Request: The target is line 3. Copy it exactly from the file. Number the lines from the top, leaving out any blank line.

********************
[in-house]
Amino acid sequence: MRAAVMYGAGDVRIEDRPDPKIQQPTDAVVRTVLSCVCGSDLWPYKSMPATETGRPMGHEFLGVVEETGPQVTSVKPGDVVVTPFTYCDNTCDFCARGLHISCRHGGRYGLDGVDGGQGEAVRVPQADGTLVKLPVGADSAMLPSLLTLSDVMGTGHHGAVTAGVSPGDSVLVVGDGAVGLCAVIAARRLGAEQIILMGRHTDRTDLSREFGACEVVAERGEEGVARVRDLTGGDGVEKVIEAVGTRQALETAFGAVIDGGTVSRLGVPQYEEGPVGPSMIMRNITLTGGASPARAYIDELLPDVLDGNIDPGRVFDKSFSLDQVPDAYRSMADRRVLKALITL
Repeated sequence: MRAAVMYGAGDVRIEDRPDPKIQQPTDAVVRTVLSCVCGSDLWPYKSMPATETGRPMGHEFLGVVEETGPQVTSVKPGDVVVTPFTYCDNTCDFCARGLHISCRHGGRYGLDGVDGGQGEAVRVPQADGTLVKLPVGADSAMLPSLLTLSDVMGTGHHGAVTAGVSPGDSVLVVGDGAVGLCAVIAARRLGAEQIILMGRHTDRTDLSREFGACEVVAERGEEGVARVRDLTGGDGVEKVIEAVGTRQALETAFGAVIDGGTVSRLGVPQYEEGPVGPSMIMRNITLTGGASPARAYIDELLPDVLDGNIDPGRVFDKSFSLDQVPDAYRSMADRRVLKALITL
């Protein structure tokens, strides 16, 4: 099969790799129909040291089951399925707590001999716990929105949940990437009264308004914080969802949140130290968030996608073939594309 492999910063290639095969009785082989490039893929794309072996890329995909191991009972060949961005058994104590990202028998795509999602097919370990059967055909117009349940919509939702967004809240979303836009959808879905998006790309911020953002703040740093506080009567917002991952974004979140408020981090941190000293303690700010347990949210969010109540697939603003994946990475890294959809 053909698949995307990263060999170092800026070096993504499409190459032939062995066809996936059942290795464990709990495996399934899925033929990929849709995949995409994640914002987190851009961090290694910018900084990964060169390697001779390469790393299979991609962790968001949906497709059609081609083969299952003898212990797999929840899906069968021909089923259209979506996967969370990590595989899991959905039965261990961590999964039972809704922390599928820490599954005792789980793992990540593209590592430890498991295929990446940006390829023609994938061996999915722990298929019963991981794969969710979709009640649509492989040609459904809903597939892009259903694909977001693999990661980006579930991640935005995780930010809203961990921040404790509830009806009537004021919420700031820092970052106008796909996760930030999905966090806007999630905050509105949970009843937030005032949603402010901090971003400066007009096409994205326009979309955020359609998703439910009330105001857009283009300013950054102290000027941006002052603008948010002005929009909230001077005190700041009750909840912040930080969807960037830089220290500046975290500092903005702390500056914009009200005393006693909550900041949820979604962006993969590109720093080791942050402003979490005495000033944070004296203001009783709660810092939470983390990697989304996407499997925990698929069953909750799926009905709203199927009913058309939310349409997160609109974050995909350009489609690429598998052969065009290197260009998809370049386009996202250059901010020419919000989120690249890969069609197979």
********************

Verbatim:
Repeated sequence: MRAAVMYGAGDVRIEDRPDPKIQQPTDAVVRTVLSCVCGSDLWPYKSMPATETGRPMGHEFLGVVEETGPQVTSVKPGDVVVTPFTYCDNTCDFCARGLHISCRHGGRYGLDGVDGGQGEAVRVPQADGTLVKLPVGADSAMLPSLLTLSDVMGTGHHGAVTAGVSPGDSVLVVGDGAVGLCAVIAARRLGAEQIILMGRHTDRTDLSREFGACEVVAERGEEGVARVRDLTGGDGVEKVIEAVGTRQALETAFGAVIDGGTVSRLGVPQYEEGPVGPSMIMRNITLTGGASPARAYIDELLPDVLDGNIDPGRVFDKSFSLDQVPDAYRSMADRRVLKALITL